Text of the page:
Thursday, 2 April 2015

World Autism Awareness Day

Today is World Autism Awareness Day (Thursday, April 2)
Although you’ve probably heard of autistic spectrum condition you may not fully understand it.There are still a lot of misconceptions, such as the following:
1. Autistic people have miraculous special abilities
Some are good at maths or puzzles, or have amazing memories.  But people like Rain Man are few and far between.  Besides, it is now thought that Kim Peek, on whom that character was based, had FG Syndrome, and not autism.
2. It’s fake:
Some people still believe it’s just an excuse for bad behaviour or parenting.  But autism is an established neurological condition.  The brain is wired differently, resulting in delayed language development, strong dependence on routine, sensory processing issues and difficulty in dealing with others.
3. It’s new:
It isn’t, but there was less known about it in the past and often people were institutionalised.
4. You can prevent it:
Autism is probably genetic, but no one knows for certain what causes it.
5. You can cure it:
No. People who say you can will talk about The Window, an invisible casement through which (with the help of various alternative therapies) you can pull your autism-affected child, curing him.  In practice, most of the so-called remedies don’t work. Things like dietary intervention can help in some cases, but, as Autism Research Institute director Dr Steve Edelson says, ‘if a practitioner claims to ‘cure’ autism, run in the other direction’.
6. Vaccines cause autism:
No. Mercury has not been used for years, and a supposed link between the MMR vaccine and autism has been debunked.
7. All kinds of autism are the same:
There’s a reason they call it a spectrum – we’re all on it, some further than others.  Different people have different combinations of traits. 
8. People with autism don’t interact:
Yes they do, when they want to. It’s not the sort of interaction that you might have with neurotypical people, but it’s there. You just have to work at it.
9. People with autism can’t handle change:
Most can, provided the transitions are managed effectively. Everyone is change-averse, it just hits them harder. Remember the hissy fit you threw when someone stole your usual space in the office car park?
10. It’s just a tantrum:
There’s a difference between a tantrum – which is a power play from a child – and a meltdown, which is a loud, uncontrollable emotional outburst resulting from neurological overload.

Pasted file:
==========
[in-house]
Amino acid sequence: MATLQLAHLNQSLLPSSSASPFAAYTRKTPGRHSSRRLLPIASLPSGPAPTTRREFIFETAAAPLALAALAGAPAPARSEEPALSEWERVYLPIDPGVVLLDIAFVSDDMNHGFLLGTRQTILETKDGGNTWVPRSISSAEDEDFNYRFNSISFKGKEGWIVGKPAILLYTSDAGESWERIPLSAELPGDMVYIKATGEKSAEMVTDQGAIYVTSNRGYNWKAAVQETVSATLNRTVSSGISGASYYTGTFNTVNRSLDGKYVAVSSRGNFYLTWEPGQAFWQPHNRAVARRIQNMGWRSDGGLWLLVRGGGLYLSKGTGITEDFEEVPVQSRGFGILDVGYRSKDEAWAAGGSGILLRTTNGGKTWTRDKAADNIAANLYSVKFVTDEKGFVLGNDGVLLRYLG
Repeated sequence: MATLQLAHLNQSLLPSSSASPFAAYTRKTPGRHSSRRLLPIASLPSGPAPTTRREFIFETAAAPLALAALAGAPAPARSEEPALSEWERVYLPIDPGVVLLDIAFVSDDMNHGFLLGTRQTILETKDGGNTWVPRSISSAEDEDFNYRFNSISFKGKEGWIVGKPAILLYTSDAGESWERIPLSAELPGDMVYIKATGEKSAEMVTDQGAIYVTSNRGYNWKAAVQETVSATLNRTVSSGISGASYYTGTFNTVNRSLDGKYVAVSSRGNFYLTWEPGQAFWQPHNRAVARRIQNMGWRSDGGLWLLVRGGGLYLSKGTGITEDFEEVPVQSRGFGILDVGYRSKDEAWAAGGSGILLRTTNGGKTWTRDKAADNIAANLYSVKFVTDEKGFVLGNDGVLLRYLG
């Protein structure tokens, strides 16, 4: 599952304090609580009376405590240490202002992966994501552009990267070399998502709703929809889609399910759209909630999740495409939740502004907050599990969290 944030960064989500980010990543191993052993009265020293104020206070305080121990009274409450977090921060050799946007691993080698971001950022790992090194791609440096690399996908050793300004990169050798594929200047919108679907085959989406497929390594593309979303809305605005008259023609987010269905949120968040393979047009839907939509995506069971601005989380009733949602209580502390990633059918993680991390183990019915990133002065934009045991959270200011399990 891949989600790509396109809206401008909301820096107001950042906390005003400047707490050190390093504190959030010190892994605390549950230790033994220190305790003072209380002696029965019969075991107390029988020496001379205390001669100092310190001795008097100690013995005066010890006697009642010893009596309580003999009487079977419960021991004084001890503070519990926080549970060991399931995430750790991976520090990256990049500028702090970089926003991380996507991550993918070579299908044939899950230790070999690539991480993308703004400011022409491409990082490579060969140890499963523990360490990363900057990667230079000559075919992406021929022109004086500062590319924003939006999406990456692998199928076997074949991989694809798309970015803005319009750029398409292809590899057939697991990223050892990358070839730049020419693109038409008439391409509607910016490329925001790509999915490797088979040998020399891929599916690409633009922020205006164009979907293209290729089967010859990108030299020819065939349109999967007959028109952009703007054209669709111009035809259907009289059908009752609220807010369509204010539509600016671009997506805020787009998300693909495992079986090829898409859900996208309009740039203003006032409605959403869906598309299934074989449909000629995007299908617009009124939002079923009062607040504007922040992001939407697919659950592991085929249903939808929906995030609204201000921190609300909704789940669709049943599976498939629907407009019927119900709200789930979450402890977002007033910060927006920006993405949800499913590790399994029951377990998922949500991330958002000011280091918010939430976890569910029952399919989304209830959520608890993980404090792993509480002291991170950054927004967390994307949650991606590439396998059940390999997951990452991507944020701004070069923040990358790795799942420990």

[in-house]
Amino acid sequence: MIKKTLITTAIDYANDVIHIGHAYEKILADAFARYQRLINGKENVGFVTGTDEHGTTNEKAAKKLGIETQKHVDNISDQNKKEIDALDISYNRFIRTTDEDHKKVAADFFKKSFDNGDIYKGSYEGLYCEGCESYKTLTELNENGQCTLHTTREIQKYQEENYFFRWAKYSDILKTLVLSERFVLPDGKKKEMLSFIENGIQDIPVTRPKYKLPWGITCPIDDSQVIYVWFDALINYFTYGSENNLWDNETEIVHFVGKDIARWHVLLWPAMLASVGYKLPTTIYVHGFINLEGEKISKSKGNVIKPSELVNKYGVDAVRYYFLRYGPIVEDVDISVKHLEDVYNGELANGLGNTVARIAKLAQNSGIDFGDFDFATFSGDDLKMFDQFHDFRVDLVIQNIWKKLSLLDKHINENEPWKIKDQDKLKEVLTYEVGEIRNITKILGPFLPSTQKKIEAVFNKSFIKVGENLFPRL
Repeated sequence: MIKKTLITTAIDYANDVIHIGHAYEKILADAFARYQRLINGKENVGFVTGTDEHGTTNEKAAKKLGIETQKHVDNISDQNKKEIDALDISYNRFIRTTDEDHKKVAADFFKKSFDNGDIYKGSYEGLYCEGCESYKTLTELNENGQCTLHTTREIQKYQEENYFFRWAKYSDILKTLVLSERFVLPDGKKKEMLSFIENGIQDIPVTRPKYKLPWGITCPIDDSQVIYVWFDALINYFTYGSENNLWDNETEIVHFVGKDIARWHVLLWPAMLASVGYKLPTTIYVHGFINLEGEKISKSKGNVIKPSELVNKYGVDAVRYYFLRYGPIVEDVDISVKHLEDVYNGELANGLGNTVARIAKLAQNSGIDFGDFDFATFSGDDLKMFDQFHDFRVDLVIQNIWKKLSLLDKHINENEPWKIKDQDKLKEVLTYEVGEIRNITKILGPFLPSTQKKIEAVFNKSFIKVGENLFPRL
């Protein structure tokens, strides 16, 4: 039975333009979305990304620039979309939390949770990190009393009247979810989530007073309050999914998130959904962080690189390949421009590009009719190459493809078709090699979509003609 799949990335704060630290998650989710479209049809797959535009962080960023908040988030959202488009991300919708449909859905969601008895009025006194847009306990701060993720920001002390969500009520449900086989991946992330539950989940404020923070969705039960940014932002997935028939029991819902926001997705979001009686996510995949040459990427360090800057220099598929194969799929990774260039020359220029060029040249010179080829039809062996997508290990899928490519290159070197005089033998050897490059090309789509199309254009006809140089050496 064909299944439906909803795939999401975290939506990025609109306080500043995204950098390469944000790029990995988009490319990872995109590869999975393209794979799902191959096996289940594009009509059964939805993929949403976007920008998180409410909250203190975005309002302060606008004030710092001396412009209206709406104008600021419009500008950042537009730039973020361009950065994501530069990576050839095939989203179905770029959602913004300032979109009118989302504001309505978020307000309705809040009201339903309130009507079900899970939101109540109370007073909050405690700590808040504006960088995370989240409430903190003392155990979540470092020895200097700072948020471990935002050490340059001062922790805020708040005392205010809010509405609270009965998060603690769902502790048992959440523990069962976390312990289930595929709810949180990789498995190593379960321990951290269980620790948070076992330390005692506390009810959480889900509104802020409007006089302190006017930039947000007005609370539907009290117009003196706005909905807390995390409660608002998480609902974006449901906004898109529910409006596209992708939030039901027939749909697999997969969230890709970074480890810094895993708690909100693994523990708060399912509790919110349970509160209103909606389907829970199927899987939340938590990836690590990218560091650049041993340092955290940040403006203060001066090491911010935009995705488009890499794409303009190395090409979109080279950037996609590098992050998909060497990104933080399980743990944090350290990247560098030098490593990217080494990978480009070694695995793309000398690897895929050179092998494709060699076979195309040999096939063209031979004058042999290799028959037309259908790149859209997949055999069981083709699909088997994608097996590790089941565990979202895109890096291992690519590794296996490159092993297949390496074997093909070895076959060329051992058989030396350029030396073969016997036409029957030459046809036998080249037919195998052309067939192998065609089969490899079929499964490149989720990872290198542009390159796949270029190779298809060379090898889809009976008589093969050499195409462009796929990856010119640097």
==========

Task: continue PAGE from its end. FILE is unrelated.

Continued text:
11. Children grow out of it:
A significant, headline-grabbing few, have developed to the extent that their diagnosis no longer applies, but this doesn’t happen very often.
12. Your autistic child is a unique, beautiful snowflake you wouldn’t change for the world:
Sometimes it’s like this. Other times you’re cleaning s**t off the carpet at 7:30am on a Saturday and wishing you had anybody else’s children.
13. People with autism lack empathy:
They don’t always instantly understand how their actions relate to others, but that doesn’t mean you can’t teach them.
14. Sheldon Cooper has Asperger’s:
He displays Asperger traits, but only when it suits the Big Bang Theory writers.
15. Autistic children cannot engage in imaginative play:
Nonsense. They can create rich, imaginative worlds – they just have difficulty understanding why other people can’t see them.
16. Parents of children with autism just want sympathy:
Maybe some of us do. Some of us wear our hearts on our Facebook timelines.  Most of us just want you to understand why our child is running away or screaming in his buggy or why he refuses to sit still, and why we’re tired and grumpy, or can’t go out in the evening because we spend hours putting them to bed.
(c) James Baldock for
Other posts of interest:


debs14 said...

That's one of the nicest pictures of your young man that I've seen, what a lovely genuine smile!
I can't really imagine how hard it must be to have autism in the family, it's tough enough with a boisterous boy of that age, let alone dealing with the autistic temperament. You do an amazing job x

pmk said...

There's so much I could say but the main thing is to say thank you Ruth for your honesty about the good and the not so good. As I experience similar things it genuinely helps to know I'm not alone, that people understand. Oh and I agree with Debs - I love the photo of TBC x

Fiona@Staring at the Sea said...

I smiled and nodded when I read this list on the Metro website yesterday. Thankfully I have never had to clean s**t off the carpet on a Saturday morning, but most of his points struck a chord. Something that people almost always say is, "Oh, I bet he is really good at maths/with computers." Neither is true.

Sian said...

I wore blue.

Someone (more than one) will read this and it will help. A good post.

Alison said...

As always, I take my hat off to you and deal and you cope- but you keep it real.....lots of hugs for you and that getting- more- handsome-by -the-day boy of yours. happy Easter. Xx

Maria Ontiveros said...

A great and beautiful post!
Thanks for sharing

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